And, yes, we have our faults, and we're addressing them. But we have a great social fabric of people who care deeply about who we are as Americans, and we have got to fix this right away.

BASH: You said that the former president does bear some responsibility.

You probably know this. He is still pushing the big lie from the election. Just yesterday, he called 2020 the crime of the century, alleging massive crime and said the election was rigged and stolen.

Do you want him to just stop?

BROWN: Listen, I disagree with the president. Any problems -- and I know this has been conveyed to him and his administration and all of his team. If there were concerns about the election, as the Supreme Court said with the laches decision, you should have gone and figured it out before the election, not after the fact.

I mean, as someone who's run 21 races, we always cross our T's and dot our I's. And if we have any issues about the security of a polling place, we make sure we have our people there to watch.

And here's the solution to that, Dana. I think we should have everything televised, cable TV, and rent them in Rye, New Hampshire. Yes, have it all there, so everyone can see, so there's no questions.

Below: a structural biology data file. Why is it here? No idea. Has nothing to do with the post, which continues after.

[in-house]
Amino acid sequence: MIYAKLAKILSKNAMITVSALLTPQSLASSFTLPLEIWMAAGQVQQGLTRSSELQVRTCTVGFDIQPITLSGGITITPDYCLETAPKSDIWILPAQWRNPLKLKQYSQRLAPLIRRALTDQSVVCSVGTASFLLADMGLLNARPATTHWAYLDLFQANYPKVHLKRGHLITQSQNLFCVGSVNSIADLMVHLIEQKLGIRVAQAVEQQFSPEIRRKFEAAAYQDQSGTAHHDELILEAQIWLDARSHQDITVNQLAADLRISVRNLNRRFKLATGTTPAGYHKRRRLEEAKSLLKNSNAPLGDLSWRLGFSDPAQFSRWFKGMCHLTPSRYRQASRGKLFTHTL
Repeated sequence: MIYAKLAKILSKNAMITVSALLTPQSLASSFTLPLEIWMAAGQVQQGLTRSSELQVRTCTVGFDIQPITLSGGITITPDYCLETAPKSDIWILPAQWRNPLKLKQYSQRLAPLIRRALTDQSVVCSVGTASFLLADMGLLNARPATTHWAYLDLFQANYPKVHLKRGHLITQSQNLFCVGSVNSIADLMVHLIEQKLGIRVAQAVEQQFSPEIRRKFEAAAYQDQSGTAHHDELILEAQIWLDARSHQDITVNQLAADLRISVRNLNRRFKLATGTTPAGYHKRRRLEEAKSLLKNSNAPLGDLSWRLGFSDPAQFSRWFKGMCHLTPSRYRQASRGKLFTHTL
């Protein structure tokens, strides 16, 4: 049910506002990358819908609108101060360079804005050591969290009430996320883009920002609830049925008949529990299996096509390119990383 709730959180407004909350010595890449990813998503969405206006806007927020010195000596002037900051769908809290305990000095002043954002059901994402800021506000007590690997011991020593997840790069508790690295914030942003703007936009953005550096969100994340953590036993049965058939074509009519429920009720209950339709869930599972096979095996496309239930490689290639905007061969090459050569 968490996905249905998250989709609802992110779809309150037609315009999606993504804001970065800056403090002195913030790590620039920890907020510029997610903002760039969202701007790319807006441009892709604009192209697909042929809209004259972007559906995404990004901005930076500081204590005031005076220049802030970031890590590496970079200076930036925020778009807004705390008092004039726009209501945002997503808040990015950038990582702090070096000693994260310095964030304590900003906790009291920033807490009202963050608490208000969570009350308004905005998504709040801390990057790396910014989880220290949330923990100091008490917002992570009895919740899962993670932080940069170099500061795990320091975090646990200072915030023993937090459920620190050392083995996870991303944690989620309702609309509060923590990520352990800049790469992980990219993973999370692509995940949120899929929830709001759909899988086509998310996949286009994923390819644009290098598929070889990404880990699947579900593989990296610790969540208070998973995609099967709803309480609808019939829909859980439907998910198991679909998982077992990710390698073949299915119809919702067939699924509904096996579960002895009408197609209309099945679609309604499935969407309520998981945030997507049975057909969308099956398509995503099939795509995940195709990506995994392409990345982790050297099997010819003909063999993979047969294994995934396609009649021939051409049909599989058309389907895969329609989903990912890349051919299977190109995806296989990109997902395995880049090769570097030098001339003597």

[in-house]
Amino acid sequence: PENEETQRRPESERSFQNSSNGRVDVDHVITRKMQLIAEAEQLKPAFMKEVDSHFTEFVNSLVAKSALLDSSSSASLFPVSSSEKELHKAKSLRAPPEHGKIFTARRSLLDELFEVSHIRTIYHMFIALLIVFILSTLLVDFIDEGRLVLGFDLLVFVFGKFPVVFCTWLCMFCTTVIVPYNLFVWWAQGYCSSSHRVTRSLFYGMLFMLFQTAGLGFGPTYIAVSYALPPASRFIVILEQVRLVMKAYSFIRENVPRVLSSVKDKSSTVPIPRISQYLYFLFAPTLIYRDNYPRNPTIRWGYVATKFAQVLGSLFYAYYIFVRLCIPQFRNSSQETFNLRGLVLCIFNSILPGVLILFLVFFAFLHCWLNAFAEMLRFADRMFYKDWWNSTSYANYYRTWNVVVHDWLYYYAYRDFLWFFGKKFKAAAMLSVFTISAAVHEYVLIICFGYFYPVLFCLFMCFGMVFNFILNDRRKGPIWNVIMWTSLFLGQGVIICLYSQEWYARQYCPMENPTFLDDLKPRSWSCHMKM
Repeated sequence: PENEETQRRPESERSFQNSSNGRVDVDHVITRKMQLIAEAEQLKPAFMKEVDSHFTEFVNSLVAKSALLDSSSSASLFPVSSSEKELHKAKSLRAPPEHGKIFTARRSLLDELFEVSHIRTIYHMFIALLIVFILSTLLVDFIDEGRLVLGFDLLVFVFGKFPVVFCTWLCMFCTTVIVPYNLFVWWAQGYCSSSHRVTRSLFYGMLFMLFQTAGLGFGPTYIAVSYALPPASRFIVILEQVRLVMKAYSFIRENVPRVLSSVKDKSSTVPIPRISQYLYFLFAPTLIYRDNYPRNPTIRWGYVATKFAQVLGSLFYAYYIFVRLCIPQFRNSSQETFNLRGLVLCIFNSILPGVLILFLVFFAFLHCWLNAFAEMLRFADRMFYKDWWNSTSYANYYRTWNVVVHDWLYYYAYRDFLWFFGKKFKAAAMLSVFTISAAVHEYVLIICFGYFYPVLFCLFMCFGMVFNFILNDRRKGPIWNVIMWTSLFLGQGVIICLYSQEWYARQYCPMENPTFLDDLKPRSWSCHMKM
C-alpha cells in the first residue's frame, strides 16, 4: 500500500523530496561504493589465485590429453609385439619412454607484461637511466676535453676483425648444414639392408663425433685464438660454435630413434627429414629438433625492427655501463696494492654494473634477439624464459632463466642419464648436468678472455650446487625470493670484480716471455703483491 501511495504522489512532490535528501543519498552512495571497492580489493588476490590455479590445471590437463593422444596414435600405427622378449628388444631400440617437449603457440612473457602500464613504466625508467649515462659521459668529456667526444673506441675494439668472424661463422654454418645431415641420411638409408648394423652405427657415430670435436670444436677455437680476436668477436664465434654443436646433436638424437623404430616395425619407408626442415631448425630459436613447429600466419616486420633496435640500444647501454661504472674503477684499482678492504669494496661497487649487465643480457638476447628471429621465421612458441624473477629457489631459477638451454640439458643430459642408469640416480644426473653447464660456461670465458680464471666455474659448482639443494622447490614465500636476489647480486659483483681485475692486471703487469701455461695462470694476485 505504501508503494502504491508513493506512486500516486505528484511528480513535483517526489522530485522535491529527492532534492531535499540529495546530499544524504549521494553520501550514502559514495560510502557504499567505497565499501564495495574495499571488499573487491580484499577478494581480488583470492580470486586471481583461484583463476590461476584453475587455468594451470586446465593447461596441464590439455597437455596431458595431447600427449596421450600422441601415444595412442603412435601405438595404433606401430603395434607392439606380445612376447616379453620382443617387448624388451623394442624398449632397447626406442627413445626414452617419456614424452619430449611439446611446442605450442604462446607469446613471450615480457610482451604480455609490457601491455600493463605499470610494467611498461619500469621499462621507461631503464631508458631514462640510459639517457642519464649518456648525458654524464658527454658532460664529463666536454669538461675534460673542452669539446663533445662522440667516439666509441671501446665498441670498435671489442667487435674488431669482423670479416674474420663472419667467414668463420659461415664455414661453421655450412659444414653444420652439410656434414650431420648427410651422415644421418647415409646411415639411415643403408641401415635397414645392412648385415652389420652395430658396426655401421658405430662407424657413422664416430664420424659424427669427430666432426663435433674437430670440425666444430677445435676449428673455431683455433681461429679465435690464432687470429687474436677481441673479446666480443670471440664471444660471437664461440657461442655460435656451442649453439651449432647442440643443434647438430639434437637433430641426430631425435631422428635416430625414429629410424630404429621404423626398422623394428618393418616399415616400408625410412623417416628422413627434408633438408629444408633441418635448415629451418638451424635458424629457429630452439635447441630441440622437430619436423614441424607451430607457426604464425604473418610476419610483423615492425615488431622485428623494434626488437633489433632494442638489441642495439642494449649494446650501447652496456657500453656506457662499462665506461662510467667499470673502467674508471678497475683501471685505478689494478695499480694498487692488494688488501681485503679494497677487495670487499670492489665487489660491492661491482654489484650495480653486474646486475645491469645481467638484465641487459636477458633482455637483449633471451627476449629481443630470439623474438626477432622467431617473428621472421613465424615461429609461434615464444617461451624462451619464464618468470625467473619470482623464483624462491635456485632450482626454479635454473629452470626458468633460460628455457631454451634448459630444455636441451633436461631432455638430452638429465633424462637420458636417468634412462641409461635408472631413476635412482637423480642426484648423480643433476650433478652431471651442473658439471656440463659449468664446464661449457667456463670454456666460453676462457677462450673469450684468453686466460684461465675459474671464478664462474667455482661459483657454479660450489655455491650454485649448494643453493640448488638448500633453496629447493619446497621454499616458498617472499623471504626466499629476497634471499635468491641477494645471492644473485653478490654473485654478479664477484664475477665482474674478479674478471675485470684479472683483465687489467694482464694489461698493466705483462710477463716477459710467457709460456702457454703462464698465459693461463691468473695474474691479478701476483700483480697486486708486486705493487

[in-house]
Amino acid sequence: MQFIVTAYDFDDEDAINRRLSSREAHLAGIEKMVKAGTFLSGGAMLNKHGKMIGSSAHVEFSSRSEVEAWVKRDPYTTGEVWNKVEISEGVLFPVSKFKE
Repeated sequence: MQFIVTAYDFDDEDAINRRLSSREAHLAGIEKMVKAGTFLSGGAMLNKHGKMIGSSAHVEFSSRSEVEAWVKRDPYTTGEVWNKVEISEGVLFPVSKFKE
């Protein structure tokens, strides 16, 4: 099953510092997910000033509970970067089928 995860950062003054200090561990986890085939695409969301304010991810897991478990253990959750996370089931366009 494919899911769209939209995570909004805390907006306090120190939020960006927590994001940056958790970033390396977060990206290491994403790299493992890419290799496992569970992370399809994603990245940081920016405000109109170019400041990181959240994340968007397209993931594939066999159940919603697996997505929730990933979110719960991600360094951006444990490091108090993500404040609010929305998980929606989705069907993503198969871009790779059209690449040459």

You want to have poll watchers? Great. Have them come in. We should be proud in showcasing this type of transparency around the world.

But there's a lack of trust right now between the general public, the media, corporations, banks, and government, and politicians in particular. And we have to find a way to find that common ground and fix it and stop relitigating the past and focus on how we're going to be moving forward.

BASH: A decade ago, you upended the balance of power here in Washington by turning Ted Kennedy's Senate seat in Massachusetts red.

Now many in your party, as I just talked about, starting with -- at the top, with the former president, keep pounding away, questioning the results of the presidential election, falsely. And they are probably going to block this effort to have this commission.

How worried are you about the state of the GOP?

BROWN: Well, I believe we need to be a big tent party, like President Reagan said. And we can fight to the death of we have to. Obviously, I'm not serious.

But we can fight tooth and nail, like Tip O'Neill and Ronald Reagan did. They actually fought by day, but, by night, they grabbed a Scotch, played some cards, and solved our country's problems.

We are all Americans first. We're not just Democrats and Republicans. As you know, I was the most bipartisan senator, one of the, in the entire U.S. Senate. I'm a problem solver.